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With all the evidence from the USA and Australia, you would of thought our politicians would have banned this nonsense. But no, they believe this will be the answer to or energy insecurity, business as usual. This will result in a massive environmental catastrophe which will not be possible to remedy.


A recent presentation by the owner of UK fracker Cuadrilla reveals the company plans to inject tens of thousands of gallons of Hydrochloric Acid (HCl) into its frack sites in the UK.

The presentation – by AJ Lucas, 42% owner of Cuadrilla – reveal that Balcombe can expect sixteen thousand gallons of HCl to be pumped 800m under the village. Hydrochloric acid is typically used neat – its main function is to clean the tiny spaces between subsurface rocks at the start of the fracking process.

The presentation shows that of the fluids Cuadrilla intend to inject underground, 0.125% will be HCl (see p 21 of the presentation). A typical well uses 12.8 million gallons of fluids (based on 1.6 million gallons per frack and 8 fracks per site). For Balcombe this would mean a total of 16,000 gallons of pure hydrochloric acid forced into the ground.

The company…

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New Report Busts “Carbon Neutral Biomass” Myth

Another report emphasizing the real reason companies are pushing t o build biomass plants. They are not carbon neutral nor are they clean and green.

Bioenergy Action

A new report from Carbon Trade Watch shows how the massive push by government and industry toward biomass power generation (and the subsidies it receives) is based on the erroneous believe that biomass produces no emissions or is low-emission. As the report makes clear, this is nonsense and in addition to emissions throughout the supply chain that put biomass on a par with fossil fuels, the rush to biomass in dedicated power stations or to co-fire with coal is creating new genetically modified monoculture tree plantations and is increasing deforestation in some of the most biodiverse parts of the planet.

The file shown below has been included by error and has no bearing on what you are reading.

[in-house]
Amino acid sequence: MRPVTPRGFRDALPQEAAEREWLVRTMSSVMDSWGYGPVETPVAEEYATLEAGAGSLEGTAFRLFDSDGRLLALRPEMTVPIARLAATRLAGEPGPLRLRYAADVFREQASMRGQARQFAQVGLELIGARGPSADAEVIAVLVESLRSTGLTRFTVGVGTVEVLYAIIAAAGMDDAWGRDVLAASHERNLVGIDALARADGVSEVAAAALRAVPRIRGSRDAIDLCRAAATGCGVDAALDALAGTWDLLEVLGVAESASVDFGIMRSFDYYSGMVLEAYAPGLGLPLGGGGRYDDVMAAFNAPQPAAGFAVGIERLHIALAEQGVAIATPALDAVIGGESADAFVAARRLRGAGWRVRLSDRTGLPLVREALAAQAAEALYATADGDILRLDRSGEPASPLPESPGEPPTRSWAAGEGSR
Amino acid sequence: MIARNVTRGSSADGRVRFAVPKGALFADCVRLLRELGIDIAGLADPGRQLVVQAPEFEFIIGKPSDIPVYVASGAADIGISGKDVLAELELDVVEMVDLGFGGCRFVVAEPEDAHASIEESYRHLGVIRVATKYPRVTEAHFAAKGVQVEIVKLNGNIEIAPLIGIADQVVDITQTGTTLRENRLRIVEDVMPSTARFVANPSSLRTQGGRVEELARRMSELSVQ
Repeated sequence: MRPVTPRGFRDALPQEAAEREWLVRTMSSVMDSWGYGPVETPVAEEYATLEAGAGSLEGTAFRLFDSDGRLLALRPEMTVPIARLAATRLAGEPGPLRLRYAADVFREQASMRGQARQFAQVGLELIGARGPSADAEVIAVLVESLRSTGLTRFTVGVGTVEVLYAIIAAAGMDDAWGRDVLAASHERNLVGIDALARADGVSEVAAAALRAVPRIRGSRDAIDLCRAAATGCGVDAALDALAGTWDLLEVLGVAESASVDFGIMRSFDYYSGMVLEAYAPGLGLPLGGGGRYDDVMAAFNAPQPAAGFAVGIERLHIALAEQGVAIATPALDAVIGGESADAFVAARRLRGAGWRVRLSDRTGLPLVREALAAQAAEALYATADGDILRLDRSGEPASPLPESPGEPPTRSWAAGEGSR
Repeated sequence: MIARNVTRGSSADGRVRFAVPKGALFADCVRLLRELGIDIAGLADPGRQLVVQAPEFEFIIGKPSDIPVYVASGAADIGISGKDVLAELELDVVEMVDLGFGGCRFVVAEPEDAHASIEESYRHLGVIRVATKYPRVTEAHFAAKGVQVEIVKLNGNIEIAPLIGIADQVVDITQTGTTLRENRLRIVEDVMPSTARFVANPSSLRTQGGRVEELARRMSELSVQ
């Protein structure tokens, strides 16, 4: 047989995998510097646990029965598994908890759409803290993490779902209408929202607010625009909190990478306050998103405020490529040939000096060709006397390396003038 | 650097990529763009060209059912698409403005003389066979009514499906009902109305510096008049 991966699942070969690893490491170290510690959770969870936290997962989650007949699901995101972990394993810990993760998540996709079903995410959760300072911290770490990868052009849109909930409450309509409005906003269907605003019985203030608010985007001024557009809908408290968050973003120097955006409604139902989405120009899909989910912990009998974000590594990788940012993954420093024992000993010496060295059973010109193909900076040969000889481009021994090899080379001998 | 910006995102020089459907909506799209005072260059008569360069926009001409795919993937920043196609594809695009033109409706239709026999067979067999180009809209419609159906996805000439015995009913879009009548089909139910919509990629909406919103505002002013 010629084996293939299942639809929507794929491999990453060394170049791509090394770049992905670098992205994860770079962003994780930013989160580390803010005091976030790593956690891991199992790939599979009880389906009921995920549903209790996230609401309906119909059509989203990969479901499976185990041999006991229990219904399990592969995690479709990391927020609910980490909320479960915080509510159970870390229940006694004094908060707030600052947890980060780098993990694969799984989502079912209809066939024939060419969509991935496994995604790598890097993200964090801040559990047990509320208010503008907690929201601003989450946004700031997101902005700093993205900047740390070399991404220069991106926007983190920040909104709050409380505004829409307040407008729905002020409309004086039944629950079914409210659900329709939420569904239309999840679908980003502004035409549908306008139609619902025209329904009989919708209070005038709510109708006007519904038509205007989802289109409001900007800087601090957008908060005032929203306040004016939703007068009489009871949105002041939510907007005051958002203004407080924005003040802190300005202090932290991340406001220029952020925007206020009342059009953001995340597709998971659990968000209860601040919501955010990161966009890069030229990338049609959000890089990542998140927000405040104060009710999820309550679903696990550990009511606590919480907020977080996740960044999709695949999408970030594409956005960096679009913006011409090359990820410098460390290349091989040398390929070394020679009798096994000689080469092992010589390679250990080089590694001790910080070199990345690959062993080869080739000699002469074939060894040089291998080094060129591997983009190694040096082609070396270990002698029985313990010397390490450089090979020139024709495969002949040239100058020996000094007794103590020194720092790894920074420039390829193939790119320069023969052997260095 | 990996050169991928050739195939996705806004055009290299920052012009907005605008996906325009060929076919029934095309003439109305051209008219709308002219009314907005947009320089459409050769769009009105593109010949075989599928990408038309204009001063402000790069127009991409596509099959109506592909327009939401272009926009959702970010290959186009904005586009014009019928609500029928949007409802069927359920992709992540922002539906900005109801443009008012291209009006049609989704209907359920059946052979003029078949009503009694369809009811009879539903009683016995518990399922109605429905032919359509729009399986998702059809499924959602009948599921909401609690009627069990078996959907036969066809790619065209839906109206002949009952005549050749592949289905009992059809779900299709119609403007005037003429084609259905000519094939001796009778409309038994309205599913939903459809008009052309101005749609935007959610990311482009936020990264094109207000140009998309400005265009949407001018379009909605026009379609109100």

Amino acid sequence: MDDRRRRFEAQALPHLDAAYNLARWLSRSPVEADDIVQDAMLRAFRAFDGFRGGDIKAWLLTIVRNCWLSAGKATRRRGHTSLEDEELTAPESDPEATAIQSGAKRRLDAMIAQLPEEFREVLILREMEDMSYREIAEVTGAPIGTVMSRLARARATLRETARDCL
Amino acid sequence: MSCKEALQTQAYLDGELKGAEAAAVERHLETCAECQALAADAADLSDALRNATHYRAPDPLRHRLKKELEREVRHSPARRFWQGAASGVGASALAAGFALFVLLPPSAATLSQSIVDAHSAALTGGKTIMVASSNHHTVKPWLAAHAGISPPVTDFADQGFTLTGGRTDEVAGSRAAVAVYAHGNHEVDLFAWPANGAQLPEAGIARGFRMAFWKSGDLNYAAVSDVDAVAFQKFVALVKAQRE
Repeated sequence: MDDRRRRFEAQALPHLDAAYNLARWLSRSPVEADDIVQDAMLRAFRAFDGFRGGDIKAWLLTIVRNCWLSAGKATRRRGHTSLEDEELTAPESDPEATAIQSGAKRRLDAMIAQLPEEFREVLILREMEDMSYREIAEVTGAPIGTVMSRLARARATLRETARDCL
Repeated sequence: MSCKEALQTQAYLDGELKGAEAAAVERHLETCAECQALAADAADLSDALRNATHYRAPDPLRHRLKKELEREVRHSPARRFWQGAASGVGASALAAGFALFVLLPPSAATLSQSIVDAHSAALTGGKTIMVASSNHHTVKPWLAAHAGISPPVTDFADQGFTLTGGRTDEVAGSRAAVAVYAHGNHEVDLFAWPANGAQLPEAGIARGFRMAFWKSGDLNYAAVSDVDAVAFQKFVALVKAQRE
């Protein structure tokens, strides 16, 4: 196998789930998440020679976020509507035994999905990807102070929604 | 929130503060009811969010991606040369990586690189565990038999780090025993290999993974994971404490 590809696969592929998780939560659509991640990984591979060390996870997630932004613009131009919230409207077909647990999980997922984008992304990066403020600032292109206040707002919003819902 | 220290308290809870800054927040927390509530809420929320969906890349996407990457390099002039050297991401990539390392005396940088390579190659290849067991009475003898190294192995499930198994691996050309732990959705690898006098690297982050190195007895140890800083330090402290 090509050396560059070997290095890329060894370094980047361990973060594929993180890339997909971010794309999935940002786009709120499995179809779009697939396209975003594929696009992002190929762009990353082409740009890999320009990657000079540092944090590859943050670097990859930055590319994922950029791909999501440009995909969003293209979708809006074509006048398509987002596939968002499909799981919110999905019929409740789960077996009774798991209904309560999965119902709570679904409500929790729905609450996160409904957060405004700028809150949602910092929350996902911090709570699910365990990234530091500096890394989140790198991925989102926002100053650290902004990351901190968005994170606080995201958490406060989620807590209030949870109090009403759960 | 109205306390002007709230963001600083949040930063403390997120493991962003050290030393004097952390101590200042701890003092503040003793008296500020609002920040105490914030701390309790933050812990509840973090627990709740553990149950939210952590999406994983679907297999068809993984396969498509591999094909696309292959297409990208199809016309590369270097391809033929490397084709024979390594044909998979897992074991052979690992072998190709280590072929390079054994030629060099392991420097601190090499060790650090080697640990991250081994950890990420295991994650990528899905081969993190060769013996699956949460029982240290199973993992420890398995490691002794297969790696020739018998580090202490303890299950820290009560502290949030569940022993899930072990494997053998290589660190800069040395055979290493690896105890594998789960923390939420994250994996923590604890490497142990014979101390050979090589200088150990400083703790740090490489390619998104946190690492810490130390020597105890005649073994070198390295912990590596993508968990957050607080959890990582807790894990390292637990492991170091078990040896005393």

With a demand for biomass in the UK predicted to be 80 million tonnes burned each year, and the UK stock only 10 million tonnes, now is the time for urgent action to stop industrial biomass power generation before it’s too late.

You can download the Nothing Neutral Here report for all the details, and read through the…

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Koch Brothers’ Activism Protects Their 50-Year Stake in Canadian Heavy Oils | InsideClimate News

An article which exposes the Koch brothers involvement in Canadian Tar-Sands and their attempts to ridicule climate change.

Koch Brothers’ Activism Protects Their 50-Year Stake in Canadian Heavy Oils | InsideClimate News.

Insight, debate and campaigning news from ActionAid :: ActionAid UK

A pod-cast about tax avoidance via tax havens such as the UK.  It explains quite simply how large corporations avoid paying tax and point out the UK is one of the largest tax havens.

Insight, debate and campaigning news from ActionAid :: ActionAid UK.

New Statesman – Acknowledging the scale and urgency of the challenge we face

An article from John Broderick from the Tyndall Centre raising awareness that to combat Climate Change, we urgently need to reduce our energy consumption and how we use that energy.  Something the Government and Manchester City Council do not seem to understand.  Manchester City Council continue to let property developers build to the lower energy efficiency standards and ensure they include measure like rain water harvesting and grey water recycling.  Walk around Manchester after midnight and see all the wasted energy from unnecessary lighting on, in buildings and outside them.  The profusion of illuminated and automated advertising hoardings.  And yet, the Council still talk about their ‘Manchester – A Certain Future’, without taking any real action.

New Statesman – Acknowledging the scale and urgency of the challenge we face.